Credit: Paul Wellman (file)

The Coalition for Responsible Cannabis — a Santa Barbara County–based nonprofit that sprouted in 2017 as a way to encourage accountable and neighbor-friendly cannabis businesses on the Central Coast — filed a lawsuit Thursday against several cultivators, including Ceres Farms, Valley Crest Farms, and the Van Wingerden Family Trust, alleging that the growers are sustaining a stinky public nuisance with their subpar odor abatement.

The lawsuit was filed by attorney Robert Curtis of Foley, Bezek, Behle & Curtis, who previously led a nuisance lawsuit that led to a settlement resulting in Carpinteria’s first permanent “carbon scrubber” filtration system. Curtis is representing the Coalition for Responsible Cannabis and three individual plaintiffs in the lawsuit: Chonnie Bliss Jacobson and the owners of the Rose Story Farm, Dr. William Hahn and Dani Dall’Armi.

The main goal of the lawsuit, according to a statement released by the Coalition for Responsible Cannabis, is not to get monetary compensation but instead to push these specific cultivators to use carbon scrubbers, a “proven and effective odor abatement technology,” which the group says is preferable to the chemical masking agents that have “plagued residents of the area” for years. 

“These growers are not the ‘good neighbors’ they claim to be,” Curtis said. “They continue to profit from their cannabis-growing operations at the expense of their neighbors, who no longer can enjoy their homes and neighborhoods because of the terrible and persistent smell. Cannabis continues to be a problem for the people of Carpinteria, and you don’t need a courtroom to prove it: All you have to do is step outside.” 

In the lawsuit, the plaintiffs argue that the foul odor from the Carpinteria-based cultivators has affected their properties nearby, lowered property values, and forced them to endure an “ever-present noxious odor in their homes, neighborhood, and on roads” from the cultivation and processing of cannabis.

The group also made it clear that they are not anti-cannabis, but instead are advocating for, as the name suggests, responsible practices for cannabis cultivators in the county, something they argue should have been baked into the county’s ordinance when it was first introduced in 2016.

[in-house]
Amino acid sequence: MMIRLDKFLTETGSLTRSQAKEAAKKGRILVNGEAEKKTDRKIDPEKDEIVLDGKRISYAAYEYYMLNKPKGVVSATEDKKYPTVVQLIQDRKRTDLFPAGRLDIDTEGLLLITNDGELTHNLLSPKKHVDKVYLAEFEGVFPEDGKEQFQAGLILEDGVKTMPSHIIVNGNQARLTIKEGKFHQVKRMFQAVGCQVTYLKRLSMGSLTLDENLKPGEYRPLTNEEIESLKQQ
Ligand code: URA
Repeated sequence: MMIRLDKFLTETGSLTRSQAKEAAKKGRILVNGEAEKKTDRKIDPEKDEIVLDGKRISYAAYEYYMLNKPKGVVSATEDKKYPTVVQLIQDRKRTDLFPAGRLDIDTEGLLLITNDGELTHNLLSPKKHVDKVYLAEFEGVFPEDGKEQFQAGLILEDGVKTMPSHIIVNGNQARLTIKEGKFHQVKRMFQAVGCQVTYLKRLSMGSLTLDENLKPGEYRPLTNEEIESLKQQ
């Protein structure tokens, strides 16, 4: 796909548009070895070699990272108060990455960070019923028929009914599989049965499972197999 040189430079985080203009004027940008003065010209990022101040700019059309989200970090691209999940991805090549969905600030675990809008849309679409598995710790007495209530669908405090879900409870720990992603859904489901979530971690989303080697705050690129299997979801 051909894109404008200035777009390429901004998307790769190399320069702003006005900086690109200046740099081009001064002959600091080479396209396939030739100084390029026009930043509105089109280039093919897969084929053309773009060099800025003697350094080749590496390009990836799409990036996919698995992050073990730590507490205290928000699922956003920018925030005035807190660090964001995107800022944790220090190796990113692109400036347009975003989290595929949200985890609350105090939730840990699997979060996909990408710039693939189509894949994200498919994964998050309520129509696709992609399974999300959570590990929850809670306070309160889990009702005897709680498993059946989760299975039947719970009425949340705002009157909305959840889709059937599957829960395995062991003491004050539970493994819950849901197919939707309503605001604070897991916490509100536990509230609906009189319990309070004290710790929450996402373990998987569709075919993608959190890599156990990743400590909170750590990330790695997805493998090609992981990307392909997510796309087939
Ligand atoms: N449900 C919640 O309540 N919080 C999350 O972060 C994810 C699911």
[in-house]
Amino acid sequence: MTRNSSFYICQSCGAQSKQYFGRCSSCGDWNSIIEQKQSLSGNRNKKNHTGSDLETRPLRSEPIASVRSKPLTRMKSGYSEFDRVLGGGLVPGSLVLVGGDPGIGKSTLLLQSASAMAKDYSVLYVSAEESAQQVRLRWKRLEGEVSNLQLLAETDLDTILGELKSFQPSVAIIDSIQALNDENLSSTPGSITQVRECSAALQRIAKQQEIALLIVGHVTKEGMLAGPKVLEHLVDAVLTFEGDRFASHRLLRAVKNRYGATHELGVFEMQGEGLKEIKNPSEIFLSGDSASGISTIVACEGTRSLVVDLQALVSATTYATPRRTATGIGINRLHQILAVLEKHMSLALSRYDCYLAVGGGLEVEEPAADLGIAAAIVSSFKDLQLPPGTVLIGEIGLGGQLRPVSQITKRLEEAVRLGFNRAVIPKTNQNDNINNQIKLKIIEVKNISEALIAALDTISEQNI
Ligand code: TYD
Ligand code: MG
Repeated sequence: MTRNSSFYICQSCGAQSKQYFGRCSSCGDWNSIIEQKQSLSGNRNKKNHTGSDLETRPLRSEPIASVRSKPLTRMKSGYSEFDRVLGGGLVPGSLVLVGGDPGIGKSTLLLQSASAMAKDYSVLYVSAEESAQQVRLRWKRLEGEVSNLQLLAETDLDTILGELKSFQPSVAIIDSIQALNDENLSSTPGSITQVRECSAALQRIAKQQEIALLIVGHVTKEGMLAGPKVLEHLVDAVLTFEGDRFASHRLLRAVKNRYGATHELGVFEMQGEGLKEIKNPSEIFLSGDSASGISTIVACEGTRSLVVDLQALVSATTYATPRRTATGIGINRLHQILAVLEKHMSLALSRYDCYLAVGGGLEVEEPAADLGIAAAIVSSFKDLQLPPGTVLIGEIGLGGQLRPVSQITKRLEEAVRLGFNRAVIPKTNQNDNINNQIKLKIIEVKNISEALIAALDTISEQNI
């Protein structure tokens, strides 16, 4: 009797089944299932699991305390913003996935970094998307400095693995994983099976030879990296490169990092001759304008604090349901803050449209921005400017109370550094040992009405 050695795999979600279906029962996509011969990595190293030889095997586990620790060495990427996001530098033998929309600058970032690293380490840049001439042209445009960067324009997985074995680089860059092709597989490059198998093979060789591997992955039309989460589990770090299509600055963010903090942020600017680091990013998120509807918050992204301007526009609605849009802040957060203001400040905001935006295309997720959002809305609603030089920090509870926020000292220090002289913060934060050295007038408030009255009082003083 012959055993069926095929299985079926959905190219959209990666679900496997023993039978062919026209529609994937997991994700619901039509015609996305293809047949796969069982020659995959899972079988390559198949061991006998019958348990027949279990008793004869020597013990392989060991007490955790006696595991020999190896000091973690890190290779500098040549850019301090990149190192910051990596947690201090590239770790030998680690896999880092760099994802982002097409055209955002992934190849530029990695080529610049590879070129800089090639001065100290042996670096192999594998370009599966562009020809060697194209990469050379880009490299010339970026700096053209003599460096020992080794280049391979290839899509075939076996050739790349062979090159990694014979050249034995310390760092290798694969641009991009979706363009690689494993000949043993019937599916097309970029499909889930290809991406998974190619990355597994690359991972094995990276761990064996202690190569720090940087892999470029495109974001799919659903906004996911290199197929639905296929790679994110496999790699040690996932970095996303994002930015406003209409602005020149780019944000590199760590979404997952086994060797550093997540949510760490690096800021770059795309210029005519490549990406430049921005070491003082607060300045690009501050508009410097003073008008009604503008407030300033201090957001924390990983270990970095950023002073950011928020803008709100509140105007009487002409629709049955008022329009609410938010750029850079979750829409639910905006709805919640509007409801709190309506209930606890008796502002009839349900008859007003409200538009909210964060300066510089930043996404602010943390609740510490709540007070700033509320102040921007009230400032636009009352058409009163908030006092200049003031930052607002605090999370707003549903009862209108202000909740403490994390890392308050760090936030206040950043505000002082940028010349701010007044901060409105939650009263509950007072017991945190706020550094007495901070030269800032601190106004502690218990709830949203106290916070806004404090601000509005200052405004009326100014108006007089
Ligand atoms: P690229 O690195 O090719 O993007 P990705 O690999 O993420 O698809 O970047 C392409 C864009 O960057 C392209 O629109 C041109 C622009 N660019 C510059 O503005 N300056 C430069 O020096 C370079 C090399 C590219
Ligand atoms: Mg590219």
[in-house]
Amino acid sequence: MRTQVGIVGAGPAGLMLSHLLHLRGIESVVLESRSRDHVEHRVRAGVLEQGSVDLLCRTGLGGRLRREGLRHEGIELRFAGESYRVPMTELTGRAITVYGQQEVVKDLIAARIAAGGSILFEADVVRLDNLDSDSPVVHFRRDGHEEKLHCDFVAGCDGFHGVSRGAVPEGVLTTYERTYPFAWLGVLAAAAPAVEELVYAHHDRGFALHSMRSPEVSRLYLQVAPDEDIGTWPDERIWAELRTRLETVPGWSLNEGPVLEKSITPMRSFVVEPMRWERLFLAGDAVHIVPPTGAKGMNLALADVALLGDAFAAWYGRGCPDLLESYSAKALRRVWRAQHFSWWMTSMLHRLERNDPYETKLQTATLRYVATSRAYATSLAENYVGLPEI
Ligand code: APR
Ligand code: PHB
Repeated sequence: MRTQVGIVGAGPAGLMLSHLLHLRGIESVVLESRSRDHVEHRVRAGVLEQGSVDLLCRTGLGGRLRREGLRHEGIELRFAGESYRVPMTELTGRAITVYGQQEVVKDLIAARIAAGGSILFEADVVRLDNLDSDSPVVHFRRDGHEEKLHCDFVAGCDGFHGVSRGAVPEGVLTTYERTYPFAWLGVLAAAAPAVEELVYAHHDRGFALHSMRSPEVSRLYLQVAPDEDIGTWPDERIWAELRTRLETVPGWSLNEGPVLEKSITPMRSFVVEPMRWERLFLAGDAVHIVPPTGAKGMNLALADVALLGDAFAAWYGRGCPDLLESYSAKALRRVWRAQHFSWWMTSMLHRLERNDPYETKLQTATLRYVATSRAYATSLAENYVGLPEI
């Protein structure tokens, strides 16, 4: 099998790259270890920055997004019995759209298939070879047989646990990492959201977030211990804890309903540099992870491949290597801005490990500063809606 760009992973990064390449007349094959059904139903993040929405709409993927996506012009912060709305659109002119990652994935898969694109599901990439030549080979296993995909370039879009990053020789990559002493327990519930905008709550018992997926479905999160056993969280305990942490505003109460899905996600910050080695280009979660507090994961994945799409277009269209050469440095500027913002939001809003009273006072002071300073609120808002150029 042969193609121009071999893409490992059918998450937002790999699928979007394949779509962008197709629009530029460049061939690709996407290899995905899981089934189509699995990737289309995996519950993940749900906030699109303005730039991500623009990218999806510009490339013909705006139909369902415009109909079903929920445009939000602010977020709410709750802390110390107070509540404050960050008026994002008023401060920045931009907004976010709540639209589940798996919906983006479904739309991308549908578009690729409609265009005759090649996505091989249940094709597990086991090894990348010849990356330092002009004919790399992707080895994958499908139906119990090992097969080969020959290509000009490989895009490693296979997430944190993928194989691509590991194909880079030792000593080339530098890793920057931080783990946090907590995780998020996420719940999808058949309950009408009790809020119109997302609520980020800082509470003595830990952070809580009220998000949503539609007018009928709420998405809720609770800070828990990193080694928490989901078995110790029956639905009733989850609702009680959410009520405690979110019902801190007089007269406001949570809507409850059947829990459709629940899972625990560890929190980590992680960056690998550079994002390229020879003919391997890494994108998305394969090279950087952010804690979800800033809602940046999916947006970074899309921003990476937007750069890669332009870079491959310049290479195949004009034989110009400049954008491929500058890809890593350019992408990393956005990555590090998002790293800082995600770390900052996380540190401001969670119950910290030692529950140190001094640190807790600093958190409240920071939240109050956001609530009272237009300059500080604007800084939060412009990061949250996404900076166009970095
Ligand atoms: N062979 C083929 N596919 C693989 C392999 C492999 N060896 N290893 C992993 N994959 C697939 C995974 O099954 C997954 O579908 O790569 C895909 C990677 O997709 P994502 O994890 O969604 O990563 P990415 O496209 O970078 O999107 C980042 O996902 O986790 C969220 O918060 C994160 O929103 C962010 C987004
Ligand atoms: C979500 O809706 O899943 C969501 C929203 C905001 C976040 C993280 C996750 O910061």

Last year, it seemed as if the county was making progress toward getting growers in line with the newest technology. In December 2022,  it was all but agreed that the growers would all convert to carbon scrubbers. But several of the growers have still not made the switch, the lawsuit alleges, forcing the group to take matters into their own hands and into the courtroom.

“We find it unfortunate that yet again, our small nonprofit needs to do the work of the County — simply modify the ordinance, and let’s move forward,” said Lionel Neff, director of the Coalition for Responsible Cannabis. “We took the time and money to test carbon scrubbers and sent the results to the Board of Supervisors, yet still nothing has happened.” 

Litigation was meant to be a last resort, but with the growers continuing to use chemical masking agents while others have moved toward the newer technologies, and the county ordinance still unchanged, the group felt like a lawsuit was the only way to tackle the issue of the persistent smell on Casitas Pass Road.

“We have been at this now, unfortunately, for years,” said Coalition for Responsible Cannabis boardmember Jules Nau. “But it has given us an incredible perspective, and we now know what works and what doesn’t. Carbon scrubbers work. Spraying chemicals in the air is not a long-term solution. It’s time for the county to fix this problem, but if they can’t, the Coalition will protect those of us who live with this nuisance through lawsuits like this.”

Representatives for Ceres Farms, Valley Crest Farms, and the Van Wingerden Family Trust could not be reached for comment before publication.


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